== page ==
SBJ/September 30 - October 6, 2002/This Weeks Issue

Phoenix suburb pins growth on sports

What's the dateline worth on a story involving a major league hockey or football team? Glendale, Ariz., a heretofore obscure suburban burg abutting Phoenix on the northwest, thinks it's getting a bargain by committing $228 million in public support for such attention.

That is what the city or its agencies will lay out to be the site of new homes for the Phoenix Coyotes and Arizona Cardinals.

Glendale's rationale for laying out the money runs counter to a sizable body of evidence that casts a fishy eye on the value of sports as an economic engine.

"It's not a sports deal, it's the creation of a destination draw," insisted Jim Colson, Glendale's director of economic development. "If we were some blighted urban area, the arguments against using public money for sports construction might be valid, but we're not close to being that. We're a fast-growing part of a fast-growing corridor, so it'll work for us."

While it will be some time before the returns are in on the Glendale projects, it's already certain that they weren't obtained without considerable wear and tear on its region's municipal fabric. The Cardinals' deal capped a bruising, two-year struggle between area communities that ended in late August, only weeks before a state-imposed deadline that might have forced the team to look elsewhere for a home.

The stadium was first ticketed for a site in Tempe, whose Sun Devil Stadium is the Cardinals' current base. Almost incredibly, the Federal Aviation Administration waited until just before construction was to begin last year to decide that the edifice would be a hazard to flights at Sky Harbor Airport in Phoenix, and the project found itself back on square one.

The battle to supplant Tempe pitted community against community.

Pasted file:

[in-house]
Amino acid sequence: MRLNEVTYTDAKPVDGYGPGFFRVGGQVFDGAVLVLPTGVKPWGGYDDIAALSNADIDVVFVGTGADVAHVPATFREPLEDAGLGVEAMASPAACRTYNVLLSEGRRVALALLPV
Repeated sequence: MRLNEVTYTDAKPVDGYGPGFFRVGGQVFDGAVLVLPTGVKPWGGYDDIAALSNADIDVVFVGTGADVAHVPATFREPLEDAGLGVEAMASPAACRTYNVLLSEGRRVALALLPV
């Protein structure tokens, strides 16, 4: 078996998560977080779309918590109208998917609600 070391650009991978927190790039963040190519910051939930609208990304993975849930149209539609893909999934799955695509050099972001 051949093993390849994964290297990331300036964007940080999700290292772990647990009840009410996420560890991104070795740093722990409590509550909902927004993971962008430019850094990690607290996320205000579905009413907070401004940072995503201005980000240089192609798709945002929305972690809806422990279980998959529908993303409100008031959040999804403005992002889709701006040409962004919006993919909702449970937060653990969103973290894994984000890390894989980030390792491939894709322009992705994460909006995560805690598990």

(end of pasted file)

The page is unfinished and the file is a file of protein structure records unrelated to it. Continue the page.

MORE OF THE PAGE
Glendale, a late entry into the fray, prevailed in part because it had its political ducks in a row. That was because of a broad bonding authorization its voters had OK'd a few years previously, and what the local newspaper, the Glendale Star, called the "go ahead and get it done" mind-set of the city's leadership. Said Glendale Mayor Elaine Scruggs: "The Cardinals never really had a chance of going anywhere but Glendale. They just never knew it."

The Coyotes did have a chance of going elsewhere. In fact, they were supposed to.

In 1999, voters in Scottsdale, a tony eastern suburb of Phoenix, twice approved the underpinnings of about $100 million in public financing for a hockey stadium as part of a larger, entertainment-centered project that real estate developer Steve Ellman touted as a revitalization blueprint for a derelict shopping center he owned there.

But when the negotiations over specifics began, things began to come apart. Popular parts of the plan were jettisoned, and deadlines passed unmet as Ellman turned his focus to buying the Coyotes.

Then, in July 2001, the team finally in his hands, Ellman suddenly announced he was abandoning Scottsdale for a better deal with Glendale, which had quietly offered to put up the arena's full $180 million construction cost. Glendale also offered to exempt the team from local property taxes and let it keep all the hockey revenue from the building, plus most from other events there. In return, Ellman said he'd erect an adjacent, multiuse (and tax-generating) "urban village" on the 233-acre site, a much-larger project than he'd pledged for Scottsdale.